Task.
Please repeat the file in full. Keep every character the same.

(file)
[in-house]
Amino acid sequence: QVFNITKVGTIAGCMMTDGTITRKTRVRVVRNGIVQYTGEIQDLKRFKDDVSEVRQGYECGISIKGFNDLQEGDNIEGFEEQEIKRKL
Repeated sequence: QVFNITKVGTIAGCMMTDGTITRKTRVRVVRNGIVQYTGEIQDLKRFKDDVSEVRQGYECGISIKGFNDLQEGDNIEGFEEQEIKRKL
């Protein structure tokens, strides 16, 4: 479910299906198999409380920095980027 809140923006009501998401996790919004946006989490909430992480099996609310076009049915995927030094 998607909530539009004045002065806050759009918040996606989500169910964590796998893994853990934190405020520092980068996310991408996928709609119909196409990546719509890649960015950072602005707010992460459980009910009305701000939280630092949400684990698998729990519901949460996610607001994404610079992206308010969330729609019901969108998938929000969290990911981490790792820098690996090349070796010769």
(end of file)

[in-house]
Amino acid sequence: QVFNITKVGTIAGCMMTDGTITRKTRVRVVRNGIVQYTGEIQDLKRFKDDVSEVRQGYECGISIKGFNDLQEGDNIEGFEEQEIKRKL
Repeated sequence: QVFNITKVGTIAGCMMTDGTITRKTRVRVVRNGIVQYTGEIQDLKRFKDDVSEVRQGYECGISIKGFNDLQEGDNIEGFEEQEIKRKL
């Protein structure tokens, strides 16, 4: 479910299906198999409380920095980027 809140923006009501998401996790919004946006989490909430992480099996609310076009049915995927030094 998607909530539009004045002065806050759009918040996606989500169910964590796998893994853990934190405020520092980068996310991408996928709609119909196409990546719509890649960015950072602005707010992460459980009910009305701000939280630092949400684990698998729990519901949460996610607001994404610079992206308010969330729609019901969108998938929000969290990911981490790792820098690996090349070796010769």